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Street Art in Bangalore

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Street art in Bengaluru has become a form of expression whether it is a social message or simply a manifestation of creativity.

One of the gender inclusive art work in the city has been done by Aravani Art Project, a collective movement working to enable the transgender community through visual arts, socially inclusive experiments and magic. “We are a collective and we have a particular style that we have developed since 2016. Our style is distinct and easily recognizable and is the way it is because we wanted it to be approachable and achievable for people from the transgender community and others to be able to paint it without inhibitions,” says a spokesperson.

Writing on the Wall

Artist Anpu Varkey has done a couple of projects in the last year in Bangalore, one was with an organization called Daksh, celebrating the 70 years of the republic. “The values of the constitution was highlighted, for this I looked at old postage stamps from India and the Soviet era. Making this work easily understandable to a passerby was an important aspect to it, hence it had text which were both in Kannada and English. I work around an environment, a location, a street; it’s situational and I adapt to the functionality of the wall, where it’s placed and who is the viewer. I’m always looking to make a work that has a large universal connect, something that translates emotionally. I reinvent my style and it constantly transgresses with each work; the quotient of what to paint where becomes more relevant, rather than a repeat mode.”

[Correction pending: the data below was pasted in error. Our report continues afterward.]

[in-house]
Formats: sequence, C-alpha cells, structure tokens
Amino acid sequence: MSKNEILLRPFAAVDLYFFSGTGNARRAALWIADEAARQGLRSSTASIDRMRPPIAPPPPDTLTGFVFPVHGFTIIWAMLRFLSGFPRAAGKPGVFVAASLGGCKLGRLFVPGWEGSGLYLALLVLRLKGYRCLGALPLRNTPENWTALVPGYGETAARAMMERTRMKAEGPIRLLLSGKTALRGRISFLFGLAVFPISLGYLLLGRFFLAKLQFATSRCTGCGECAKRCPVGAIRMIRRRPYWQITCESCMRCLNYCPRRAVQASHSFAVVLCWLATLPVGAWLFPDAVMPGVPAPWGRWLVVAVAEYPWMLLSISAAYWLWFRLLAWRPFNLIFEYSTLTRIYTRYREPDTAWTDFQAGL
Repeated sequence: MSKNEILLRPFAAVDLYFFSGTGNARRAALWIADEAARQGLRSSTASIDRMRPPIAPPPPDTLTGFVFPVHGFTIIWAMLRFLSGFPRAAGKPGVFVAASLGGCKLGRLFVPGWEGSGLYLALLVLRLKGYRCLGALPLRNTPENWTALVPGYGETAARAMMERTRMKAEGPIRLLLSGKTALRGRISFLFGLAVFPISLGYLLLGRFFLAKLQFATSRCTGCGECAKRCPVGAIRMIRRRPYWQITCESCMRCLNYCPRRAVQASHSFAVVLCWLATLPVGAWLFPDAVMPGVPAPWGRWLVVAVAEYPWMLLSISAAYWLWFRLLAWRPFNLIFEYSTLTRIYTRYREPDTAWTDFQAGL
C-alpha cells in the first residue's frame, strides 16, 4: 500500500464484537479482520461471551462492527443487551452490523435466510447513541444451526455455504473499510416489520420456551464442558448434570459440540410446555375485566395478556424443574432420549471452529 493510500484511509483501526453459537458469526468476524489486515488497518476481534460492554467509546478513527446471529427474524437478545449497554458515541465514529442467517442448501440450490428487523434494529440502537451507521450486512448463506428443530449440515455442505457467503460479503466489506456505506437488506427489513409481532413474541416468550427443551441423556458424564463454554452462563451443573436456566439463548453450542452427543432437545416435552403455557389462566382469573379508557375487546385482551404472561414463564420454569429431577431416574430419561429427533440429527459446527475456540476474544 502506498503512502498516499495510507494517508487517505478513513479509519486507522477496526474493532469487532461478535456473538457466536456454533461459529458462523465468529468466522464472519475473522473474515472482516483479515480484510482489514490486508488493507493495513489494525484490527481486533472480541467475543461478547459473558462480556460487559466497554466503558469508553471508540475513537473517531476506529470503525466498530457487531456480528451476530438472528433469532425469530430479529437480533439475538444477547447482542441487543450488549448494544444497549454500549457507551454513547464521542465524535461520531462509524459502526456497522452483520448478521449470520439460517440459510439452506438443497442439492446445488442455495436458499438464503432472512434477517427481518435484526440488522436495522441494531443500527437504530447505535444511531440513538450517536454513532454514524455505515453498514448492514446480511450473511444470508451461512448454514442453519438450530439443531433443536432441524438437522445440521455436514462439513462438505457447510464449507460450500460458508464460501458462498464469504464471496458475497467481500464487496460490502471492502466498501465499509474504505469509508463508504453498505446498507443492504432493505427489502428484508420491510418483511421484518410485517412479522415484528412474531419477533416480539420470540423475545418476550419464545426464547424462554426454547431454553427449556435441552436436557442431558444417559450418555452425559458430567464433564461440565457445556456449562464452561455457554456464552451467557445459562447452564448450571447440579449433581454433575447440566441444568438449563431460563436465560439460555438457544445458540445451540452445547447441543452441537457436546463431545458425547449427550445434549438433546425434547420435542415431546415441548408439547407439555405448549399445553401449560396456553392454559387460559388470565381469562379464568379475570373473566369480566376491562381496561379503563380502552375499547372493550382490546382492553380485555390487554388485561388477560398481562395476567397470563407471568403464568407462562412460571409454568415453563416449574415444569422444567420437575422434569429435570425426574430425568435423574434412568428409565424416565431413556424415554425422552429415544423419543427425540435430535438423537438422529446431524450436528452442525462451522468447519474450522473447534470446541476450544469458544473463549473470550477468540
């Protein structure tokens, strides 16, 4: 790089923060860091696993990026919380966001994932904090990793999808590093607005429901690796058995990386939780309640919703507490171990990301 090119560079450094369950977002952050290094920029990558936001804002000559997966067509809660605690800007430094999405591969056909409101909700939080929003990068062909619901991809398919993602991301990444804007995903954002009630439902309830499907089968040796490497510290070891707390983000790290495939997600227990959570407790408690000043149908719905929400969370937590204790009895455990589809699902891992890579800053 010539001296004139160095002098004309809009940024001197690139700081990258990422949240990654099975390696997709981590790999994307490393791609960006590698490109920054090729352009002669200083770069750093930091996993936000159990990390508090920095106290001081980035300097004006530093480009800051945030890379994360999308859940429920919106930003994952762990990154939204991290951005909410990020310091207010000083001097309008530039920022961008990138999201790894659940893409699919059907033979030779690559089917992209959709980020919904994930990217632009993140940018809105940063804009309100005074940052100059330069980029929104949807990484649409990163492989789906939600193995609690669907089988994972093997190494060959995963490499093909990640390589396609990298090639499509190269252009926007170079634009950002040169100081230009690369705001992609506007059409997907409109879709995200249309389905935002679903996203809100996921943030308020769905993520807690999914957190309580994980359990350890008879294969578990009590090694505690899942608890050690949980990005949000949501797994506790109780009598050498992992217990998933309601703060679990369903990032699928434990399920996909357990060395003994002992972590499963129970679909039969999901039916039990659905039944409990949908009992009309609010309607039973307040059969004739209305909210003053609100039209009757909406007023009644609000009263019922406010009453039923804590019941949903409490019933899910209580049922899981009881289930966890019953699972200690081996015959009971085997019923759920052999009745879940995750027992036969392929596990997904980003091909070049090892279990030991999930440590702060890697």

Courtesy Aravani Art Project
Courtesy Aravani Art Project

Graffiti Talk

The Artemist, commissions graffiti’s for different projects, the style totally depends on the theme of the project and client requirements. “While our studio artists have a realistic graffiti style, they tweak their styles depending on the project. For instance, we did a graffiti for an International design school where the artwork was designed by their students. So our team along with some of their students executed the typography based graffiti. We collaborated with the team of Missing Girls to create a large wall mural for an awareness campaign drive for women trafficking in India. Here we worked on an abstract theme with monochrome colours. Another example is where a talented bunch of artists painted with the special needs children to create a beautiful entrance to their school and café. That being said, we have done graffiti’s for interior spaces too, from a child’s nursery to a corporate meeting room, it has been a diverse and fulfilling,” says Aradhana Dalmia, Founder, The Artemist, an art consultancy firm. Street art is a form of expression that brings out both creativity and talent.

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